Yes, Oprah has done some positive things for others. But do we need to follow like an insecure high school clique?

No.

I saw C. Brinkley and, yes, if we had tons of cash and choice, we could all look forever young.

But why are women expected to poke their faces, etc. in order to gain respect and credibility?

That's just plain nuts.

I like looking good, but will not play with my face (surgically) to suit some magazine standard.

Thanks for your thoughts about this issue of O. A friend suggested I pick it up for its good articles on ageism. Outside of Maya Angelou, I was disappointed and bewildered. Same old same old....

Tamar is right Ronni. I'm afraid the Scrabble Gods would throw the dictionary at you....NO "oog." Great word though, huh?

I just found your site - through the link on Cowtown Patty's. Very insightful commentary. Other than AARP magazine, most "women's" mags seem to be written by the advertisers. As a 50 pluser myself, I cannot imagine wasting my time on such frivolity. However I do bathe regularly.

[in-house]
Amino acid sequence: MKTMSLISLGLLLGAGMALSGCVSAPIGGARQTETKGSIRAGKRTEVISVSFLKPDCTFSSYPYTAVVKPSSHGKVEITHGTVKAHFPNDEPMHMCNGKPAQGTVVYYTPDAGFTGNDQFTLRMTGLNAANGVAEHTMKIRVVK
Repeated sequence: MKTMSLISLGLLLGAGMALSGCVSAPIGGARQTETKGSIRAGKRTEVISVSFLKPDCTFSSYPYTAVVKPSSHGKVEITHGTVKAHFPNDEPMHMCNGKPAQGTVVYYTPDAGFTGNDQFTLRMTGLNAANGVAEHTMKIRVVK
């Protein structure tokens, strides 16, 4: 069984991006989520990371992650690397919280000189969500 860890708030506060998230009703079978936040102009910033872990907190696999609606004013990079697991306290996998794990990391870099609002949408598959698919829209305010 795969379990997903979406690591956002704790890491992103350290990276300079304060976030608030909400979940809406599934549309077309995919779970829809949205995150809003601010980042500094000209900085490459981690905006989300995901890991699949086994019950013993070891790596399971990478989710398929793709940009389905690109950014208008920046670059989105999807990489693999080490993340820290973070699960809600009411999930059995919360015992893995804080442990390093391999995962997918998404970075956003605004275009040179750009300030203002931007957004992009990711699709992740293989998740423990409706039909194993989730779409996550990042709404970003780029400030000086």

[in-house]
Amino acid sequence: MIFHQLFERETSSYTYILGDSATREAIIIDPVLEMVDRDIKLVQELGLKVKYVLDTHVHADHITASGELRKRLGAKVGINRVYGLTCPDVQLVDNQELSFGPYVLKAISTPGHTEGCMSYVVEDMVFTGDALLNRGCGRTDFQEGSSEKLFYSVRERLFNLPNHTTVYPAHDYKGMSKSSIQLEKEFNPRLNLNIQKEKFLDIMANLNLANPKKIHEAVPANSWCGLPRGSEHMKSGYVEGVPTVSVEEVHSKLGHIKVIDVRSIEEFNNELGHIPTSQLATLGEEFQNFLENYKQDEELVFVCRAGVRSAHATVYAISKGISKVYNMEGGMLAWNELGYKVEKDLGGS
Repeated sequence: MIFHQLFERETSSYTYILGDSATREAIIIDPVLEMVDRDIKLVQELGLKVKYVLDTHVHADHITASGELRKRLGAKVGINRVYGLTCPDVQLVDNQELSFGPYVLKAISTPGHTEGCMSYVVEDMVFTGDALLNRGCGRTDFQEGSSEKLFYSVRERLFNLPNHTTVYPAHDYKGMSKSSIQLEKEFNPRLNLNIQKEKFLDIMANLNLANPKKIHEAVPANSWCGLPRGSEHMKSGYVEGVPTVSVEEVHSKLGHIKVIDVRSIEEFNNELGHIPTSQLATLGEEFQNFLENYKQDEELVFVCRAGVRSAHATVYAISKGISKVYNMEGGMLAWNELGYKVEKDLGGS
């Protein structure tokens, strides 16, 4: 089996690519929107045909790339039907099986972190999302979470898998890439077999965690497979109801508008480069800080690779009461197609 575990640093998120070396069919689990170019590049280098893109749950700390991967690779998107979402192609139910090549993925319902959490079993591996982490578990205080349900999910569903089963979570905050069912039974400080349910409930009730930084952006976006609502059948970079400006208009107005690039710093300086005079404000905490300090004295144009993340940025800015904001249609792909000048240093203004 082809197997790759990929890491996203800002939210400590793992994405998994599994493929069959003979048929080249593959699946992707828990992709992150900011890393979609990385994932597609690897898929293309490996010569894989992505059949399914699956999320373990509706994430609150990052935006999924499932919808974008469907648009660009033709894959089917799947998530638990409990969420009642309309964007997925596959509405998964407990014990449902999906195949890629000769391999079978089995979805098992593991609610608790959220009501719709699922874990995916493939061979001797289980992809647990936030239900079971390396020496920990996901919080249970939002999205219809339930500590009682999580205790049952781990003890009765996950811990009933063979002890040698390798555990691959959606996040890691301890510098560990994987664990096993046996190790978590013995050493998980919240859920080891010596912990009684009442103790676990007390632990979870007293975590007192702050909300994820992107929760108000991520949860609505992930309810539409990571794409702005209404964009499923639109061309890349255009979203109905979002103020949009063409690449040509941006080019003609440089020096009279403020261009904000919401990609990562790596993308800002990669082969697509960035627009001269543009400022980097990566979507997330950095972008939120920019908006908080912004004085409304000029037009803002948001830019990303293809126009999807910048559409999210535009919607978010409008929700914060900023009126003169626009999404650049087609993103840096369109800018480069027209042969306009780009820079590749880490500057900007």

What about the issue of wanting to attract men, or keep the one you have interested? For me, it took finally being single-by-choice to stop worrying about looking older. Now I'm free to focus on being as fit and healthy as possible and, like Kate, bathing regularly.

I think everyone of you should forward your opinions to Oprah herself. I have finally seen in writing from your posts what has irked me for years about her. I think she should hear this side of people's opinions. I probably could have put it into words had I given it enough effort but... frankly, never thought it was worth the effort :) I will say this though - she is so consumed with self righteousness and so impressed with herself that anyone who does not agree with her or her beliefs is brushed off, almost not worth talking to. Her source of energy and fuel are from those who worship and adore her. Crazy, crazy.